The precautionary ACL and AM language. As stated above Congress asked that managers be more risk averse in the face of inadequate data and NMFS decided to enforce that via their language on how Annual Catch Limits and Accountability Measures would be implemented. In the face of inadequate data managers must set their total allowable catches further away from what scientists say is the most that can be caught sustainably. With good data, if scientists decide a stock can withstand a catch of 500,000 pounds sustainably, managers might set a reasonable TAC at 450,000 pounds. With poor data and uncertainty they may have to set the TAC at 300,000 pounds.
Past half measures, ineffective regulations and just plain inaction by managers. It is safe to say that when facing controversial measures that would end overfishing and recover stocks, most managers in the past have taken the easy road and put in measures that only went part of the way or, at best, met the required reductions on paper only. We are now paying the piper for these past sins. The South Atlantic snapper grouper complex is a good example of this, with active management for over 30 years and still some stocks in dire condition.
NMFS own inability to handle these requirements. Congress put in a requirement that every fishery have an annual catch limit by sector, by 2011. What that means is each of 8 federal Fishery Management Councils must put in place fishery management plans, or amendments to existing fishery management plans, to put in accountability measures which will regulate the amount of fish taken in every sector for every stock of fish. In the reef fish complex in the Gulf of Mexico, for example, that means, specific measures to regulate the catch of every stock within the reef fish complex. 34 of the 44 species in that complex have never had an assessment. For the recreational sector, all of the accountability will be done through MRFSS. NMFS will have to review and approve all of these plans without extra funding or staff, by 2011.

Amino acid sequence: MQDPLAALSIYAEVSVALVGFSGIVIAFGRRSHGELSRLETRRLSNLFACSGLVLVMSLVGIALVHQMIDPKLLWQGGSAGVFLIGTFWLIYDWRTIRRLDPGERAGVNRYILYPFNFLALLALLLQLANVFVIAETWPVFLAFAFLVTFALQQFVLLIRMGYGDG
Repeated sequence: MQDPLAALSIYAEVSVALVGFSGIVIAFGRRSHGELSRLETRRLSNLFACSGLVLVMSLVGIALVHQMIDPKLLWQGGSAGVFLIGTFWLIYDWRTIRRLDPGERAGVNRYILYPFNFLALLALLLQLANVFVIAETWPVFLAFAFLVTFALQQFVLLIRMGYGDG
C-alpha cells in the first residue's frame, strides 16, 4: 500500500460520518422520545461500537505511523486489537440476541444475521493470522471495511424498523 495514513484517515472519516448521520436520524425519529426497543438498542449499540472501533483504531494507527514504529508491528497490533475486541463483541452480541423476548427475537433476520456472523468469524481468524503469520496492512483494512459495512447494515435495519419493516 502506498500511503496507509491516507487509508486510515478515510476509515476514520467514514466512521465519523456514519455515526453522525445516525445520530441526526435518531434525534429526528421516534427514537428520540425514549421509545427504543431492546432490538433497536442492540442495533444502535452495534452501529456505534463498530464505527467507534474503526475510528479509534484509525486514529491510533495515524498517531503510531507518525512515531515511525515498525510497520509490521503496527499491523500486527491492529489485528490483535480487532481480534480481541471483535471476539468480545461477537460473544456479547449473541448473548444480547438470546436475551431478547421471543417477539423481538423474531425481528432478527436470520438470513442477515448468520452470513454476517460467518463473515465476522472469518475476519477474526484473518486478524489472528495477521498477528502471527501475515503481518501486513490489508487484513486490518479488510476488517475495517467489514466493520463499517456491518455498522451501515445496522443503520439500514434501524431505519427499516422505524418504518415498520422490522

Lack of credible recreational data for the above.  The National Research Council examined the current recreational data collection system and determined it is inadequate for current management measures. NMFS is in the process of upgrading the system and will have a new system, the Marine Recreational Information Program, in place within the next 5 years. Until that time we are forced to use the old system to mange in new ways. It will be like using a Volkswagen beetle to run a NASCAR race.   
Q. If the Flexibility Act had been fully implemented in 2009, would the federal government have closed South Atlantic red snapper or Gulf amberjack?
A. The Flexibility Act would not have altered the outcome of last fall’s sudden closure of the recreational Gulf amberjack fishery either. The fishery has a set rebuilding deadline. It was shut down because the recreational sector’s share of the allowed catch was projected to exceed a cap, thus threatening overfishing. The recreational harvest would not have needed to close if their allocation had not been arbitrarily reduced by action of the Gulf Council and NMFS in 2007. Again, the Flexibility Act would have done nothing to address the finding that recreational anglers were overfishing their quota.